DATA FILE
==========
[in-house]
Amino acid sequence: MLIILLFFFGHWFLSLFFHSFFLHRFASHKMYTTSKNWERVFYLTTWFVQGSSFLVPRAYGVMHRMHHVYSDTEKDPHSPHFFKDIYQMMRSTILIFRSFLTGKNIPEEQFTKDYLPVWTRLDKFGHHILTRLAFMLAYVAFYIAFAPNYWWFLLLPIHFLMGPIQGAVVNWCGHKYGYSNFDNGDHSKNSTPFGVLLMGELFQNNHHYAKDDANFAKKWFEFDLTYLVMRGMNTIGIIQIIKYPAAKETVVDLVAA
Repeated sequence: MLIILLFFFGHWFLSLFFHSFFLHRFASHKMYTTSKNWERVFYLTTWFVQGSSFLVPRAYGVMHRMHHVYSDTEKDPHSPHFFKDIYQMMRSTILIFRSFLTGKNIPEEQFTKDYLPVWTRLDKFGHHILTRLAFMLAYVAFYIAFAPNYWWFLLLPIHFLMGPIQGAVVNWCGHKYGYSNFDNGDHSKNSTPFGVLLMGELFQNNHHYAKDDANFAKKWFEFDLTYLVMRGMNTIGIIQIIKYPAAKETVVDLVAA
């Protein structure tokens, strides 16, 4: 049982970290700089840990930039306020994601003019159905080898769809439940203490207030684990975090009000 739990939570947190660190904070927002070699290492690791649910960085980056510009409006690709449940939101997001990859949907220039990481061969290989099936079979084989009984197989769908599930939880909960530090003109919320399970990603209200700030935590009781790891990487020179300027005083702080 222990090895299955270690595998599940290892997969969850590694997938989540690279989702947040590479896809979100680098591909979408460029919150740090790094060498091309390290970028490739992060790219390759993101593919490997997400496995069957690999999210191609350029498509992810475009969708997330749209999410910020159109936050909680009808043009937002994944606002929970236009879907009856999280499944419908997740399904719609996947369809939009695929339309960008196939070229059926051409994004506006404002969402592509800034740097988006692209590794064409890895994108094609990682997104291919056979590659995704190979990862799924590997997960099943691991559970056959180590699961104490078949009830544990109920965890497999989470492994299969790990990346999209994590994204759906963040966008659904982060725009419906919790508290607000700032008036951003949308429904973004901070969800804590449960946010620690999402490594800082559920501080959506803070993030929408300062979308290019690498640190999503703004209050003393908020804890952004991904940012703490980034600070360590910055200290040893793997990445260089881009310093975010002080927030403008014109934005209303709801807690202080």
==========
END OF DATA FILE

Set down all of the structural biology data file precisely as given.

[in-house]
Amino acid sequence: MLIILLFFFGHWFLSLFFHSFFLHRFASHKMYTTSKNWERVFYLTTWFVQGSSFLVPRAYGVMHRMHHVYSDTEKDPHSPHFFKDIYQMMRSTILIFRSFLTGKNIPEEQFTKDYLPVWTRLDKFGHHILTRLAFMLAYVAFYIAFAPNYWWFLLLPIHFLMGPIQGAVVNWCGHKYGYSNFDNGDHSKNSTPFGVLLMGELFQNNHHYAKDDANFAKKWFEFDLTYLVMRGMNTIGIIQIIKYPAAKETVVDLVAA
Repeated sequence: MLIILLFFFGHWFLSLFFHSFFLHRFASHKMYTTSKNWERVFYLTTWFVQGSSFLVPRAYGVMHRMHHVYSDTEKDPHSPHFFKDIYQMMRSTILIFRSFLTGKNIPEEQFTKDYLPVWTRLDKFGHHILTRLAFMLAYVAFYIAFAPNYWWFLLLPIHFLMGPIQGAVVNWCGHKYGYSNFDNGDHSKNSTPFGVLLMGELFQNNHHYAKDDANFAKKWFEFDLTYLVMRGMNTIGIIQIIKYPAAKETVVDLVAA
């Protein structure tokens, strides 16, 4: 049982970290700089840990930039306020994601003019159905080898769809439940203490207030684990975090009000 739990939570947190660190904070927002070699290492690791649910960085980056510009409006690709449940939101997001990859949907220039990481061969290989099936079979084989009984197989769908599930939880909960530090003109919320399970990603209200700030935590009781790891990487020179300027005083702080 222990090895299955270690595998599940290892997969969850590694997938989540690279989702947040590479896809979100680098591909979408460029919150740090790094060498091309390290970028490739992060790219390759993101593919490997997400496995069957690999999210191609350029498509992810475009969708997330749209999410910020159109936050909680009808043009937002994944606002929970236009879907009856999280499944419908997740399904719609996947369809939009695929339309960008196939070229059926051409994004506006404002969402592509800034740097988006692209590794064409890895994108094609990682997104291919056979590659995704190979990862799924590997997960099943691991559970056959180590699961104490078949009830544990109920965890497999989470492994299969790990990346999209994590994204759906963040966008659904982060725009419906919790508290607000700032008036951003949308429904973004901070969800804590449960946010620690999402490594800082559920501080959506803070993030929408300062979308290019690498640190999503703004209050003393908020804890952004991904940012703490980034600070360590910055200290040893793997990445260089881009310093975010002080927030403008014109934005209303709801807690202080």